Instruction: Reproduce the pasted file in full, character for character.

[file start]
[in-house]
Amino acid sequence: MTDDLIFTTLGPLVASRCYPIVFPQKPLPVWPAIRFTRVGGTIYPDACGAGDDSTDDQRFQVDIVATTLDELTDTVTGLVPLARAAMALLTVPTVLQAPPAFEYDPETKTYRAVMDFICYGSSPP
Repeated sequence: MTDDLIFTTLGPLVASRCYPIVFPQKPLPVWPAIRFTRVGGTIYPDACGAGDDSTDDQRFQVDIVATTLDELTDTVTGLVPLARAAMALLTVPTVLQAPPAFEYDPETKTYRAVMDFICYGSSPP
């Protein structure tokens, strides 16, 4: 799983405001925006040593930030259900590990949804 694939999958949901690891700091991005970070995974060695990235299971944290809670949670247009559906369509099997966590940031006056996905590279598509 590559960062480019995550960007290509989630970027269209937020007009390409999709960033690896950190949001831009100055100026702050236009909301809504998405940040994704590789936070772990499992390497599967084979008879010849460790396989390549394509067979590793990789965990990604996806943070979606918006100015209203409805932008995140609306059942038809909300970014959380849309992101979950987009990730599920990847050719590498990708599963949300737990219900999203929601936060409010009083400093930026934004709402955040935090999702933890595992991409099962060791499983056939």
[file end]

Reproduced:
[in-house]
Amino acid sequence: MTDDLIFTTLGPLVASRCYPIVFPQKPLPVWPAIRFTRVGGTIYPDACGAGDDSTDDQRFQVDIVATTLDELTDTVTGLVPLARAAMALLTVPTVLQAPPAFEYDPETKTYRAVMDFICYGSSPP
Repeated sequence: MTDDLIFTTLGPLVASRCYPIVFPQKPLPVWPAIRFTRVGGTIYPDACGAGDDSTDDQRFQVDIVATTLDELTDTVTGLVPLARAAMALLTVPTVLQAPPAFEYDPETKTYRAVMDFICYGSSPP
């Protein structure tokens, strides 16, 4: 799983405001925006040593930030259900590990949804 694939999958949901690891700091991005970070995974060695990235299971944290809670949670247009559906369509099997966590940031006056996905590279598509 590559960062480019995550960007290509989630970027269209937020007009390409999709960033690896950190949001831009100055100026702050236009909301809504998405940040994704590789936070772990499992390497599967084979008879010849460790396989390549394509067979590793990789965990990604996806943070979606918006100015209203409805932008995140609306059942038809909300970014959380849309992101979950987009990730599920990847050719590498990708599963949300737990219900999203929601936060409010009083400093930026934004709402955040935090999702933890595992991409099962060791499983056939």